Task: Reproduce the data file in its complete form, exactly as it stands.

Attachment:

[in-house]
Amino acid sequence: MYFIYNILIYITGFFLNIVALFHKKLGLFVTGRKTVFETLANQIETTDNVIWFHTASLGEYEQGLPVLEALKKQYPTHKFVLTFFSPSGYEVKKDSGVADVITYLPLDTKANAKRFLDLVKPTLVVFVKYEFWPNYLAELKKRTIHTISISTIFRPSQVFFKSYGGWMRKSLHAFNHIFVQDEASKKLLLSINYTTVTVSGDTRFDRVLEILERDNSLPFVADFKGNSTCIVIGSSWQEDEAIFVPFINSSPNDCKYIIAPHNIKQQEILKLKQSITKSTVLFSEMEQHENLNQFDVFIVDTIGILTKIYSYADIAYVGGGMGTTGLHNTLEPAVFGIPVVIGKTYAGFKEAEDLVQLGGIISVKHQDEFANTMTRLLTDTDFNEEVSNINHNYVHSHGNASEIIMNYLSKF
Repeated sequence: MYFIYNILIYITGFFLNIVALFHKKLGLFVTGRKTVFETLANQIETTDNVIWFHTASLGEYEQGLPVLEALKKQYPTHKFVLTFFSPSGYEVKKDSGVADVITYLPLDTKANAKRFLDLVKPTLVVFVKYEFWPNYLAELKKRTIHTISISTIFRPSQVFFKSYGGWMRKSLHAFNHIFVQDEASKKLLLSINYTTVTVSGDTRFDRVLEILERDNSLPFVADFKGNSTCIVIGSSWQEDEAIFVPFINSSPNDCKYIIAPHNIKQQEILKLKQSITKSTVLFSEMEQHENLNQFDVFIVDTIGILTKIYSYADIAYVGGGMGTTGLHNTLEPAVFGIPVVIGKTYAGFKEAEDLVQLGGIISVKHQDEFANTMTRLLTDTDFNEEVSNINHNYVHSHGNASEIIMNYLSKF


[in-house]
Amino acid sequence: MYFIYNILIYITGFFLNIVALFHKKLGLFVTGRKTVFETLANQIETTDNVIWFHTASLGEYEQGLPVLEALKKQYPTHKFVLTFFSPSGYEVKKDSGVADVITYLPLDTKANAKRFLDLVKPTLVVFVKYEFWPNYLAELKKRTIHTISISTIFRPSQVFFKSYGGWMRKSLHAFNHIFVQDEASKKLLLSINYTTVTVSGDTRFDRVLEILERDNSLPFVADFKGNSTCIVIGSSWQEDEAIFVPFINSSPNDCKYIIAPHNIKQQEILKLKQSITKSTVLFSEMEQHENLNQFDVFIVDTIGILTKIYSYADIAYVGGGMGTTGLHNTLEPAVFGIPVVIGKTYAGFKEAEDLVQLGGIISVKHQDEFANTMTRLLTDTDFNEEVSNINHNYVHSHGNASEIIMNYLSKF
Repeated sequence: MYFIYNILIYITGFFLNIVALFHKKLGLFVTGRKTVFETLANQIETTDNVIWFHTASLGEYEQGLPVLEALKKQYPTHKFVLTFFSPSGYEVKKDSGVADVITYLPLDTKANAKRFLDLVKPTLVVFVKYEFWPNYLAELKKRTIHTISISTIFRPSQVFFKSYGGWMRKSLHAFNHIFVQDEASKKLLLSINYTTVTVSGDTRFDRVLEILERDNSLPFVADFKGNSTCIVIGSSWQEDEAIFVPFINSSPNDCKYIIAPHNIKQQEILKLKQSITKSTVLFSEMEQHENLNQFDVFIVDTIGILTKIYSYADIAYVGGGMGTTGLHNTLEPAVFGIPVVIGKTYAGFKEAEDLVQLGGIISVKHQDEFANTMTRLLTDTDFNEEVSNINHNYVHSHGNASEIIMNYLSKF